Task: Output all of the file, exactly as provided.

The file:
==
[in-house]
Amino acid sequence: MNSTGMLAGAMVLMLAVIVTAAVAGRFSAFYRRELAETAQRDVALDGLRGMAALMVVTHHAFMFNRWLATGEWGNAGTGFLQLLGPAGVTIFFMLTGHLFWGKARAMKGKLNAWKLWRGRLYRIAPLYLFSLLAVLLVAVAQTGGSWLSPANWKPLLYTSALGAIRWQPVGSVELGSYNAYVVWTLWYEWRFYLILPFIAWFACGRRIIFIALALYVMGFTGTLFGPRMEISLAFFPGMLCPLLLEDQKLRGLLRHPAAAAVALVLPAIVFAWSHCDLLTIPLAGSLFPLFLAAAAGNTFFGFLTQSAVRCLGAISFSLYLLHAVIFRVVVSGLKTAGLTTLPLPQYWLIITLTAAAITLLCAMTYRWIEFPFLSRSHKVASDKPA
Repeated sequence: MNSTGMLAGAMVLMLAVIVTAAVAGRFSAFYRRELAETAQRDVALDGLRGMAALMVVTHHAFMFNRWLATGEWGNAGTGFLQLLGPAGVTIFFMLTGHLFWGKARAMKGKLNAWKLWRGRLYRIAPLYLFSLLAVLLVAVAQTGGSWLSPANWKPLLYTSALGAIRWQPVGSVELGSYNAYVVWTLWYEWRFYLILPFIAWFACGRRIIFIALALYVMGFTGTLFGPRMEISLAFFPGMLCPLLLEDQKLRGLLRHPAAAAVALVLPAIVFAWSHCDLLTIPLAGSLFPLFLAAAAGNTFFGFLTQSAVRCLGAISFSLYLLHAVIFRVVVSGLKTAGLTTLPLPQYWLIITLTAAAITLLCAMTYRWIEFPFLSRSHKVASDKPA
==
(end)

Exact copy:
[in-house]
Amino acid sequence: MNSTGMLAGAMVLMLAVIVTAAVAGRFSAFYRRELAETAQRDVALDGLRGMAALMVVTHHAFMFNRWLATGEWGNAGTGFLQLLGPAGVTIFFMLTGHLFWGKARAMKGKLNAWKLWRGRLYRIAPLYLFSLLAVLLVAVAQTGGSWLSPANWKPLLYTSALGAIRWQPVGSVELGSYNAYVVWTLWYEWRFYLILPFIAWFACGRRIIFIALALYVMGFTGTLFGPRMEISLAFFPGMLCPLLLEDQKLRGLLRHPAAAAVALVLPAIVFAWSHCDLLTIPLAGSLFPLFLAAAAGNTFFGFLTQSAVRCLGAISFSLYLLHAVIFRVVVSGLKTAGLTTLPLPQYWLIITLTAAAITLLCAMTYRWIEFPFLSRSHKVASDKPA
Repeated sequence: MNSTGMLAGAMVLMLAVIVTAAVAGRFSAFYRRELAETAQRDVALDGLRGMAALMVVTHHAFMFNRWLATGEWGNAGTGFLQLLGPAGVTIFFMLTGHLFWGKARAMKGKLNAWKLWRGRLYRIAPLYLFSLLAVLLVAVAQTGGSWLSPANWKPLLYTSALGAIRWQPVGSVELGSYNAYVVWTLWYEWRFYLILPFIAWFACGRRIIFIALALYVMGFTGTLFGPRMEISLAFFPGMLCPLLLEDQKLRGLLRHPAAAAVALVLPAIVFAWSHCDLLTIPLAGSLFPLFLAAAAGNTFFGFLTQSAVRCLGAISFSLYLLHAVIFRVVVSGLKTAGLTTLPLPQYWLIITLTAAAITLLCAMTYRWIEFPFLSRSHKVASDKPA